“You have a message for me,” he’d said.
Loathing had filled the trolls’ faces when they’d looked at him, lips curling over fanged mouths, clawed fingers flexing above silver chains wrapped flush against dark, green skin. Both sets of torchlight eyes had recognized him. Despite the purpose he’d assigned himself and the promise he’d made, Simith had relished their hatred.
One had shifted away from his comrade, chains clinking. “Our king has agreed to hear you out.”
“Did he agree to my terms?”
Bless the winds. He’d feared the king would reject meeting in the Jaded Grove. Trolls had no love of trees, particularly the ancient forests of the Fae, and the green world mirrored their animosity. King Drokeh must’ve truly wished to discuss Simith’s proposal.
“When can he meet me there?” Simith had asked.
He’d started. “That’s too short notice.”
“Did you hope he’d allow you the chance to gather an ambush? The timing of our capture was precise. He will meet you at middle night, on this eventide only.”
“The Helms may discover my absence. It’s too risky.”
“Find a way. All peace is risk,” the troll’s voice had been a low snarl, “especially when he who offers it wears the skin of a monster.”
Simith had smiled, a hard tilt of his mouth. “No monster lives but for the evil others have done before him.”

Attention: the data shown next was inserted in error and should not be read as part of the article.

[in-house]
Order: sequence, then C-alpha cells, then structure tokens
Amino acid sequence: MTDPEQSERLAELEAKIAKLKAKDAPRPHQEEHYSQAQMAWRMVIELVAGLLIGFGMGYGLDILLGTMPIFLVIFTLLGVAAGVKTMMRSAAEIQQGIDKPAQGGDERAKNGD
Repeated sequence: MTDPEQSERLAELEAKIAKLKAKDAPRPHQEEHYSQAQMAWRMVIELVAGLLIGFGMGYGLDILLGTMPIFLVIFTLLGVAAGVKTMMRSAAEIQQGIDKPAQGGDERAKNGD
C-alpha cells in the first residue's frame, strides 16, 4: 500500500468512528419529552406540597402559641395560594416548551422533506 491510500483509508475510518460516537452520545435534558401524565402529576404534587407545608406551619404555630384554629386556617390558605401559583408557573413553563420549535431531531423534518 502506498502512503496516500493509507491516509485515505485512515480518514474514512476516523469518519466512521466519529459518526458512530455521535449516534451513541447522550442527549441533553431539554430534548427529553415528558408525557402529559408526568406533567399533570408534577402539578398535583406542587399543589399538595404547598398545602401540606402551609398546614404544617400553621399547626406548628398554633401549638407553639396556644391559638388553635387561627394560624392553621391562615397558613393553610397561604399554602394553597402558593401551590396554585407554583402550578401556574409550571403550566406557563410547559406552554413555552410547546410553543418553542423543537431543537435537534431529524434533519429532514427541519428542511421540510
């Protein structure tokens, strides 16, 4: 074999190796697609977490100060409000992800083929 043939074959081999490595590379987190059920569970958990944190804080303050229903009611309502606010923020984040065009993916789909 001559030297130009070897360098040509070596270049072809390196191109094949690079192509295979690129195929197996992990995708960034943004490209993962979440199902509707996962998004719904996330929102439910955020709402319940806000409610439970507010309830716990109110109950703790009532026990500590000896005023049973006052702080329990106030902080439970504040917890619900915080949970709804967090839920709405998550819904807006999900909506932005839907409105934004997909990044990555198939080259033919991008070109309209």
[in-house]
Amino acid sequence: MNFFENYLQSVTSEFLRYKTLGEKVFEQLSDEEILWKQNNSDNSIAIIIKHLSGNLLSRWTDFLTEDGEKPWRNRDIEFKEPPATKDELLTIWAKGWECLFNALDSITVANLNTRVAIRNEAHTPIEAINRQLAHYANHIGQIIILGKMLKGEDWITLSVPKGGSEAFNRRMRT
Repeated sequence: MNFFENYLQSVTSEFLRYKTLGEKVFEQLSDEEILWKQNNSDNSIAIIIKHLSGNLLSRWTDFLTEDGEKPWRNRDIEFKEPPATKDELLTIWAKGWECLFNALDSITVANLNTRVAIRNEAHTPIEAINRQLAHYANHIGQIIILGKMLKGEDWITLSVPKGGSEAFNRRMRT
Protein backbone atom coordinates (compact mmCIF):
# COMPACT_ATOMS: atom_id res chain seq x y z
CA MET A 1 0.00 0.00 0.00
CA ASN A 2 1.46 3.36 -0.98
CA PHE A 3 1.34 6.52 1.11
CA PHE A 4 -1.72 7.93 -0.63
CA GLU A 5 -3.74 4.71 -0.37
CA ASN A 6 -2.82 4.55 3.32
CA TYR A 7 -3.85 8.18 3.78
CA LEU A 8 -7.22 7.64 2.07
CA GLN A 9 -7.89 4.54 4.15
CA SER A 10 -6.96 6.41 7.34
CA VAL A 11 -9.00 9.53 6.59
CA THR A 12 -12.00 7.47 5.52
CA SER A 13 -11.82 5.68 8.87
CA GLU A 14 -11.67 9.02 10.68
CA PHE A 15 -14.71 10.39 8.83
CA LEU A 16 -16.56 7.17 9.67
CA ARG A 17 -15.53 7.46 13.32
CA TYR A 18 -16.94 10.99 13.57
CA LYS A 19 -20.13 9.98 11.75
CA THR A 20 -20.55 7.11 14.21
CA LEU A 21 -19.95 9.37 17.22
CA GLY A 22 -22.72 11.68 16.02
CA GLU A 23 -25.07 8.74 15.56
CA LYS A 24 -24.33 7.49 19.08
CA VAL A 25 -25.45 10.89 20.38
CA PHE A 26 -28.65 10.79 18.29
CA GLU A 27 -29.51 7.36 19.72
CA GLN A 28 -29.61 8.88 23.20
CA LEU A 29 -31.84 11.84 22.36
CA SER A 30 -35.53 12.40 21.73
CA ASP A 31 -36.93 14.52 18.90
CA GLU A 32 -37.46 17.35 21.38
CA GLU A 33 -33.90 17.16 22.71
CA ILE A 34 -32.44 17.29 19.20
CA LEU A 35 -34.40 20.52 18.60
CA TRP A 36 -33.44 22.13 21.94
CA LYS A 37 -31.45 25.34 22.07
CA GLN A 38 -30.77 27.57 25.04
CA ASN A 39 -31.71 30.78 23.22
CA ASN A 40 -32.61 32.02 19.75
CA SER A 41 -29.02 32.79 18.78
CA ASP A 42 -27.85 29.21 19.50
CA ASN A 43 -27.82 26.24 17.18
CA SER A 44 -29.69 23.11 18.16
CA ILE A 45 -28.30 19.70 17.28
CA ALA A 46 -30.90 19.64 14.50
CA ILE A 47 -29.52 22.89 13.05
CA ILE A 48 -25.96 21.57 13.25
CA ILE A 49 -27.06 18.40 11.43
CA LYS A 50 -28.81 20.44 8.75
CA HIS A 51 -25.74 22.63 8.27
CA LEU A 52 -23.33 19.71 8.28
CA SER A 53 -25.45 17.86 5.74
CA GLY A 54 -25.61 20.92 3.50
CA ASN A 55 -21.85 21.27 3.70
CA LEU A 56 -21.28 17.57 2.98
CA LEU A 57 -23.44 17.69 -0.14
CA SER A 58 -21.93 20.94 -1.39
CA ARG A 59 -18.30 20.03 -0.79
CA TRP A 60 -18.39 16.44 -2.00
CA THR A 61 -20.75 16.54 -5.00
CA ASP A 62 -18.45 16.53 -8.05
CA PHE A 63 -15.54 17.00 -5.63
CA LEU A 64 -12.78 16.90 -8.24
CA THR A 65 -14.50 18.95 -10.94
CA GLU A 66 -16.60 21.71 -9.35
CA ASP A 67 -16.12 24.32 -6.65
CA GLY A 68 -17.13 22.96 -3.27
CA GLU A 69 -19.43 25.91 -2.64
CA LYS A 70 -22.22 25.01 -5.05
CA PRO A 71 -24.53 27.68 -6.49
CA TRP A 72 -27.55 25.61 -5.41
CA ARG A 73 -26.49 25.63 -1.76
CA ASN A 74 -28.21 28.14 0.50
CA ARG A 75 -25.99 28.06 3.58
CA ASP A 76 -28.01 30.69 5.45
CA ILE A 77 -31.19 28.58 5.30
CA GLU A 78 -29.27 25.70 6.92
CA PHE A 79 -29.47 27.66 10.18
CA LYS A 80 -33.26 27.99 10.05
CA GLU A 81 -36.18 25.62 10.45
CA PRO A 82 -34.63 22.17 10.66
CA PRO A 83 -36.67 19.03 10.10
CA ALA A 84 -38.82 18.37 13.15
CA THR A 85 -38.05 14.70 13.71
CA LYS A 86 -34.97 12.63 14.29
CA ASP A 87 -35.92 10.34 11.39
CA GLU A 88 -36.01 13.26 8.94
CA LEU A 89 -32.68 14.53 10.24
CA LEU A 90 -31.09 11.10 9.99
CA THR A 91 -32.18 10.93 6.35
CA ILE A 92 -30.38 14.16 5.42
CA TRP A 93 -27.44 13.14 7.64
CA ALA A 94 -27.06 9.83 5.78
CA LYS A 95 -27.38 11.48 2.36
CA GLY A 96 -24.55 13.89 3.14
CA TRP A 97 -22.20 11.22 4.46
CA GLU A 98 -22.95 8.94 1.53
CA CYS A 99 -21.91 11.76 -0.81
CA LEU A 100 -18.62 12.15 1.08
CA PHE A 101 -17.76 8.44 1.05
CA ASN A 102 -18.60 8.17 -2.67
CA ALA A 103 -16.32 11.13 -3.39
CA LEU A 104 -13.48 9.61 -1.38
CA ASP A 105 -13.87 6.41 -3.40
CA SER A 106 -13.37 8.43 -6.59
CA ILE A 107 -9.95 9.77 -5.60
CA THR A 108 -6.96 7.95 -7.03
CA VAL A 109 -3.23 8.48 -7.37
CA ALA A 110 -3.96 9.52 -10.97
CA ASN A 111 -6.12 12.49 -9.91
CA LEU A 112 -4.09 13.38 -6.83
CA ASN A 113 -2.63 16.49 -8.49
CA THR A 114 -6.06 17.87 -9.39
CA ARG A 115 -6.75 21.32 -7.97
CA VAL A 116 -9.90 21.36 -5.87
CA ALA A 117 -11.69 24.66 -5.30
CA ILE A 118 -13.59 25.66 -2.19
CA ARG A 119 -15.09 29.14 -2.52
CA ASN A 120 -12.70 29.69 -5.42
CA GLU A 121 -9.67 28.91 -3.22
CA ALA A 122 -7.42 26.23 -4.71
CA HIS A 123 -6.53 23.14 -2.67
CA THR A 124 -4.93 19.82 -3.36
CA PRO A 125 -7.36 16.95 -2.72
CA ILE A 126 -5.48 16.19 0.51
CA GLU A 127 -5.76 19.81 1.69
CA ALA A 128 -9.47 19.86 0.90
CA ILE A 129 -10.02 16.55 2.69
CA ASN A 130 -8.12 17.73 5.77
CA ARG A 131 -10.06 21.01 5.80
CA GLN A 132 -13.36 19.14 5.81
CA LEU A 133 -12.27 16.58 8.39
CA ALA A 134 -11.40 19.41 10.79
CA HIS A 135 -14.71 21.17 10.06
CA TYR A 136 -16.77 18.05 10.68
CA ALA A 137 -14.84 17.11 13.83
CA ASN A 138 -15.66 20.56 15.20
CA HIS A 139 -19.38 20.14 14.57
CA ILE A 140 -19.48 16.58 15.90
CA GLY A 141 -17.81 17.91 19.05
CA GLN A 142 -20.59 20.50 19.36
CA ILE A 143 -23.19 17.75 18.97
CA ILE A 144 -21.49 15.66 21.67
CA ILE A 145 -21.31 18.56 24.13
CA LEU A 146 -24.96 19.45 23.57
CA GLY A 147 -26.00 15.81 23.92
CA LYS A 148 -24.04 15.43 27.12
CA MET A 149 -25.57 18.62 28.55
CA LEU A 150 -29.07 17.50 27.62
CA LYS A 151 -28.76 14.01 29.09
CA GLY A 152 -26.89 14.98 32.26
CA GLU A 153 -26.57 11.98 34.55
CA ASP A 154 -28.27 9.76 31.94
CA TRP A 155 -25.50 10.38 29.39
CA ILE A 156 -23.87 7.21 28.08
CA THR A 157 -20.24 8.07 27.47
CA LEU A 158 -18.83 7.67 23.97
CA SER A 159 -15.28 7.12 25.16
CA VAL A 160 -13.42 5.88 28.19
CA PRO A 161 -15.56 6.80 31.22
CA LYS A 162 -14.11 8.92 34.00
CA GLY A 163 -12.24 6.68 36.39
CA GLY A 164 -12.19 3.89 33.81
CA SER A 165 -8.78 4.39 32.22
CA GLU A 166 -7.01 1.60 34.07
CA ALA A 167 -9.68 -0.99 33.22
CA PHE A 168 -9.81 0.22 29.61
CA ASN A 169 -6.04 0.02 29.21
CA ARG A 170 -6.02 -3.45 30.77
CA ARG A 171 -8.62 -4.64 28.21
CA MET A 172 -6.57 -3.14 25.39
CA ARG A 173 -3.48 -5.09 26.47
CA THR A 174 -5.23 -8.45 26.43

“Convenient, that logic. May it serve you well for what must be done now.”
“The fairies are efficient interrogators. We know too much to be left behind.”
“I can’t free you without compromising everything.”
They’d said nothing. Then he’d understood. They hadn’t expected rescue. Their king had spent their lives to send him this message. Their blood just hadn’t yet been spilled.
He’d gripped the hilt of his sword, as if to fend off the expectation. “No.”
“Consider it a tithe. Each shall pay the levy for hope; we our futures, and you, the dregs of your honor.”
Simith shook himself loose from thoughts of what happened after that. He plunged his hands into the icy stream and scrubbed them hard.
Rimthea would have refused, he was sure of it. She’d have found a way to free them and still meet the troll king. But she was gone; her sharp mind gone with her, leaving him with only the awful memory of their last words, and the promise he’d sworn with her lifeless hand in his. His own hands went still beneath the water.
In the stream’s darkening reflection, the cloak of souls winked with the first starlight of evening. Simith didn’t turn his face to the sky. He had no wish to meet the eyes of the beloved dead gazing down at him. Their glimmering light felt like a reprimand.
“I’m doing my best, Rim,” he told the stars’ reflection. “Miserable as that is.”
We should be doing this together. How could you get yourself killed?
He made the mistake of meeting his own gaze in the water. Nightfall had blackened his brown eyes and woven shadows through his tawny hair. His pale face stared back at him, as empty as a vacant mask. He didn’t look like himself—not the legion’s version of him, nor the one he hoped survived somewhere deep within. This person was someone else entirely. A stranger.
Simith stood. He sheathed his sword and headed toward camp to ready himself to depart. The stream had left his fingers stiff with cold. He coiled them into his fists, though he doubted there was enough warmth left in him to chase the chill away.